Here is where Trump’s plan is the murkiest. He wants to “expand” vocational education and make college “more affordable” but he does not explain how. His campaign website provideslittle more in terms of details:

  • Work with Congress on reforms to ensure universities are making a good faith effort to reduce the cost of college and student debt in exchange for the federal tax breaks and tax dollars.
  • Ensure that the opportunity to attend a two or four-year college, or to pursue a trade or a skill set through vocational and technical education, will be easier to access, pay for, and finish.

These vague bromides could just as easily have appeared on Hillary Clinton’s campaign website, which states:

  • Every student should have the option to graduate from a public college or university in their state without taking on any student debt. By 2021, families with income up to $125,000 will pay no tuition at in-state four-year public colleges and universities. And from the beginning, every student from a family making $85,000 a year or less will be able to go to an in-state four-year public college or university without paying tuition.
  • All community colleges will offer free tuition.
  • Everyone will do their part. States will have to step up and invest in higher education, and colleges and universities will be held accountable for the success of their students and for controlling tuition costs.

So how will Trump try to expand vocational education and make college more affordable? It’s not clear. Ideally, Trump should work to phase out the various federal loan programs and higher ed subsidies that a mountain of research has shown are fueling rapid tuition inflation. Unfortunately, Trump has previously proposed an income-based student loan repayment plan. Such a policy could assist borrowers in repaying loans, but it would still create perverse incentives that fuel tuition inflation and overconsumption of higher ed while leaving the taxpayer on the hook for whatever the borrower couldn’t repay. When a student takes out a $35,000 loan to pursue a degree in puppeteering and then surprisingly can’t find a decent-paying job, taxpayers would pick up the tab.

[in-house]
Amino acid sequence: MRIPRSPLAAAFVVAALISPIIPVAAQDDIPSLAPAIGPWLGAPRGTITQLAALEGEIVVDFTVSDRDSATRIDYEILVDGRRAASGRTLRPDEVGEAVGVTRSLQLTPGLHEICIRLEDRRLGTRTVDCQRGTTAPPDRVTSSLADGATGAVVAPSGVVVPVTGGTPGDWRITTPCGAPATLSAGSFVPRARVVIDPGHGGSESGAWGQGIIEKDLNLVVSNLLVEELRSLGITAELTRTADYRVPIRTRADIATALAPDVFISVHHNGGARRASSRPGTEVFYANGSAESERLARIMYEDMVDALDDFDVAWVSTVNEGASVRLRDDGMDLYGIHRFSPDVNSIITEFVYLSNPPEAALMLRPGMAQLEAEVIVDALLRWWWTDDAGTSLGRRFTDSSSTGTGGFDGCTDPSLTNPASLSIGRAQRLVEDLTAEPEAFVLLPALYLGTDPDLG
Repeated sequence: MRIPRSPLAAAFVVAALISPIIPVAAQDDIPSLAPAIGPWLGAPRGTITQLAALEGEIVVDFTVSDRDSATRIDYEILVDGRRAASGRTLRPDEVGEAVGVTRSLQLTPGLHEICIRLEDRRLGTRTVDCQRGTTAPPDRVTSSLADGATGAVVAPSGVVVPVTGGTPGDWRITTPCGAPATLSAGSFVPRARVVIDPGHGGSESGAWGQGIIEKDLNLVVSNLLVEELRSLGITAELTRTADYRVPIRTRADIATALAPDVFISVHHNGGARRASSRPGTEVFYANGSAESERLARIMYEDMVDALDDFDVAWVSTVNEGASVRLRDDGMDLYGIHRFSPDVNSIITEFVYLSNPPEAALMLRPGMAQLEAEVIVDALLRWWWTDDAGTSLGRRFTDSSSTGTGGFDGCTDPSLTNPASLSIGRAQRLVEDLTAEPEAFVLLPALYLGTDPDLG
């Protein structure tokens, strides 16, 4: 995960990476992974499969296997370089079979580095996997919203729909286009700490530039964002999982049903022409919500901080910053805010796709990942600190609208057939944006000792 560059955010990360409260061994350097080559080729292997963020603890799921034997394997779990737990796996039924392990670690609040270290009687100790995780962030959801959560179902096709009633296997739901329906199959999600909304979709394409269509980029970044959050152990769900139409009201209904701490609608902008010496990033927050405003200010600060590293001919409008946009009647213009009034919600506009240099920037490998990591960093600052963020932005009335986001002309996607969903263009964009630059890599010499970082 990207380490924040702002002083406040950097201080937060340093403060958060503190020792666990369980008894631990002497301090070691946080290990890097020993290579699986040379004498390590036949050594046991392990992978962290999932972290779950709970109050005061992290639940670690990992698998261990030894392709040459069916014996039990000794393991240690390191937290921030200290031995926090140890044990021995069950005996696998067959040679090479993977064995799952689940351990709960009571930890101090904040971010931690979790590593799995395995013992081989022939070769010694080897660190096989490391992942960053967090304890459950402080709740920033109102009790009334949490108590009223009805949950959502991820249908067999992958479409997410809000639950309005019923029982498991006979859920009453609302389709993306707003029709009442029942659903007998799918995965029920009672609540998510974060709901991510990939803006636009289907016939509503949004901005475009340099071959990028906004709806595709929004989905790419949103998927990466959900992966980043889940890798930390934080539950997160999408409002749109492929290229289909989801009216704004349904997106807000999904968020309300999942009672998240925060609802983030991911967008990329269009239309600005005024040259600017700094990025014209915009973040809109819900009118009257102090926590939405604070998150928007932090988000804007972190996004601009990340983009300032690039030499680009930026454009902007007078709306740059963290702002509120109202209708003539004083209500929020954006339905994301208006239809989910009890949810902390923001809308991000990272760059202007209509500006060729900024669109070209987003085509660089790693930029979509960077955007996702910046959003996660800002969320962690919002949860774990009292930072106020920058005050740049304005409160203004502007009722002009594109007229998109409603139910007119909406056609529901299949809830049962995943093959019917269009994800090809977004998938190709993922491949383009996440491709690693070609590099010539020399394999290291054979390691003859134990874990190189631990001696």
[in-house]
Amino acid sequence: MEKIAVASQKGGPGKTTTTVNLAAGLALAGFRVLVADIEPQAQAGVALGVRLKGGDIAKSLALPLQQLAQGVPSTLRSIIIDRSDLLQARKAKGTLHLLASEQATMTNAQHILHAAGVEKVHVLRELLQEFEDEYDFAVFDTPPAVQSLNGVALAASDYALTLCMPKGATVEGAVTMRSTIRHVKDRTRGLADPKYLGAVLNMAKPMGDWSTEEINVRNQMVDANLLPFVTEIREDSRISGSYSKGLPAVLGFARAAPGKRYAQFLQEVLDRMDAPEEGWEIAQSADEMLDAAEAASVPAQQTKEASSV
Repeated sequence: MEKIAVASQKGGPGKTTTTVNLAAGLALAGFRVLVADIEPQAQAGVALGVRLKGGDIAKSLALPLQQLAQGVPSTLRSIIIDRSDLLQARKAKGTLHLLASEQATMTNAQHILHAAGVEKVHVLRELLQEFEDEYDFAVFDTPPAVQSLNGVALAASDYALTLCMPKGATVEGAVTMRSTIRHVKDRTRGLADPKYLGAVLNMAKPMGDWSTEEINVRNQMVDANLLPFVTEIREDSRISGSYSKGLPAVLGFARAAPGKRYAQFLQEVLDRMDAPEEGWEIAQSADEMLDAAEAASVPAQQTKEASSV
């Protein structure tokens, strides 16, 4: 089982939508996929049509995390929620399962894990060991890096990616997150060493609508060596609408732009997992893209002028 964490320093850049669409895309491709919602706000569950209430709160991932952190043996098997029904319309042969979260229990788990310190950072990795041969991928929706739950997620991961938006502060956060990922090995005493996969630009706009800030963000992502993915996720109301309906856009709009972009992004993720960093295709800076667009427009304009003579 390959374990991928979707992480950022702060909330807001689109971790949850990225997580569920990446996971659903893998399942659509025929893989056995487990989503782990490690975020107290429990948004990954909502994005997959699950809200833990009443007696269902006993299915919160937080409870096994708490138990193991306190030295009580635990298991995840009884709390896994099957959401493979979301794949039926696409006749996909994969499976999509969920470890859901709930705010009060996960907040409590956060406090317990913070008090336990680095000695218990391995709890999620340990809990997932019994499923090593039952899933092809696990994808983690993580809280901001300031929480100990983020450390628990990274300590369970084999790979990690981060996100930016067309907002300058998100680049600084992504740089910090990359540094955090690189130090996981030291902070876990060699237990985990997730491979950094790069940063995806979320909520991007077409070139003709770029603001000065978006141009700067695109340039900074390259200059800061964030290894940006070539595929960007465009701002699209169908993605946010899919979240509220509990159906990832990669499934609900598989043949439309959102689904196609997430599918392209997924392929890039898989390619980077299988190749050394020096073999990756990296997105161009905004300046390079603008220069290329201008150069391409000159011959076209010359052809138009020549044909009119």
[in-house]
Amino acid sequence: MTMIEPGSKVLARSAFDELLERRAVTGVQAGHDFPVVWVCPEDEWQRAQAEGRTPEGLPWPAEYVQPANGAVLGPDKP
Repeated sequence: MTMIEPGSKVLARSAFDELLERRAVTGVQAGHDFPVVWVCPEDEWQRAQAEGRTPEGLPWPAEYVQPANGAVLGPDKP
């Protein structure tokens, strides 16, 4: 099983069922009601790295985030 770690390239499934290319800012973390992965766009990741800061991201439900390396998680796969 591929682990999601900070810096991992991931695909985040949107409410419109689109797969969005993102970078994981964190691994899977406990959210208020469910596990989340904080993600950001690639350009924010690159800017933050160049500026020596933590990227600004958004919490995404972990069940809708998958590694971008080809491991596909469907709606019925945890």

At this point, it’s not clear what Trump will do about education policy. His education proposals are vague and somewhat disconcerting, but there is also evidence that he wants to move in the right direction, particularly regarding school choice and a reduced federal role in K-12 education. What Trump needs now is a set of good advisers to help guide his commendable education policy instincts toward wise and effective policy.

 

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FRIEDMAN FRIDAY NOVEMBER 10, 2016 3:18PM Trump Spending Cut Ideas By CHRIS EDWARDS

 

There is nothing that is free and that is why we have to cut government spending since we are all paying for this inefficient government!!

Milton Friedman – The Free Lunch Myth

NOVEMBER 10, 2016 3:18PM

Trump Spending Cut Ideas

President-elect Donald Trump said on the campaign trail that he will balance the federal budget and cut wasteful spending. Here are some of Trump’s views on budget reforms:

  • “We are going to ask every department head in government to provide a list of wasteful spending projects that we can eliminate in my first 100 days.” Source.
  • “We can also stop funding programs that are not authorized in law. Congress spent $320 billion last year on 256 expired laws … Removing just 5 percent of that will reduce spending by almost $200 billion over a ten-year period.” Source.
  • “I may cut Department of Education. I believe Common Core is a very bad thing,” Trump said. “I believe that we should be — you know, educating our children from Iowa, from New Hampshire, from South Carolina, from California, from New York. I think that it should be local education.” Source.
  • “If we save just one penny of each federal dollar spent on non-defense, and non-entitlement programs, we can save almost $1 trillion over the next decade.” Source.